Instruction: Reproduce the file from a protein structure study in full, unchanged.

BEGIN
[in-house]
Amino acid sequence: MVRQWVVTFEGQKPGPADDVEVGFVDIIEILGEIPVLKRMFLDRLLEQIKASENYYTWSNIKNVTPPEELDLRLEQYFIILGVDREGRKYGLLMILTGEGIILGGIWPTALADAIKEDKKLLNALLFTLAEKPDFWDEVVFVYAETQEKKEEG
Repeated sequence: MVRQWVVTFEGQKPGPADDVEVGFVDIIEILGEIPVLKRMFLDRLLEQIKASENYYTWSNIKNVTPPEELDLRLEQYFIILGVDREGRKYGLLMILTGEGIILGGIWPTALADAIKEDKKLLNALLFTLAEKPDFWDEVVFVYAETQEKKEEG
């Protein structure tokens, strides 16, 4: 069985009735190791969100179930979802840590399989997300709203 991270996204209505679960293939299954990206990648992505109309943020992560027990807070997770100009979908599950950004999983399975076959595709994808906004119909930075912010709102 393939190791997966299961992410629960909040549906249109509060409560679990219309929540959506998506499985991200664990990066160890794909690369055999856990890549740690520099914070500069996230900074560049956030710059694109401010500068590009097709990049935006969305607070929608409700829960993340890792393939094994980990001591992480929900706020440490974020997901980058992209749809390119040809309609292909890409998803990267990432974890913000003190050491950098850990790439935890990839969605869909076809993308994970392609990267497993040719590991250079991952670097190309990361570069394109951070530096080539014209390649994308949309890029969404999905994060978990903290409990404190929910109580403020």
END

[in-house]
Amino acid sequence: MVRQWVVTFEGQKPGPADDVEVGFVDIIEILGEIPVLKRMFLDRLLEQIKASENYYTWSNIKNVTPPEELDLRLEQYFIILGVDREGRKYGLLMILTGEGIILGGIWPTALADAIKEDKKLLNALLFTLAEKPDFWDEVVFVYAETQEKKEEG
Repeated sequence: MVRQWVVTFEGQKPGPADDVEVGFVDIIEILGEIPVLKRMFLDRLLEQIKASENYYTWSNIKNVTPPEELDLRLEQYFIILGVDREGRKYGLLMILTGEGIILGGIWPTALADAIKEDKKLLNALLFTLAEKPDFWDEVVFVYAETQEKKEEG
């Protein structure tokens, strides 16, 4: 069985009735190791969100179930979802840590399989997300709203 991270996204209505679960293939299954990206990648992505109309943020992560027990807070997770100009979908599950950004999983399975076959595709994808906004119909930075912010709102 393939190791997966299961992410629960909040549906249109509060409560679990219309929540959506998506499985991200664990990066160890794909690369055999856990890549740690520099914070500069996230900074560049956030710059694109401010500068590009097709990049935006969305607070929608409700829960993340890792393939094994980990001591992480929900706020440490974020997901980058992209749809390119040809309609292909890409998803990267990432974890913000003190050491950098850990790439935890990839969605869909076809993308994970392609990267497993040719590991250079991952670097190309990361570069394109951070530096080539014209390649994308949309890029969404999905994060978990903290409990404190929910109580403020």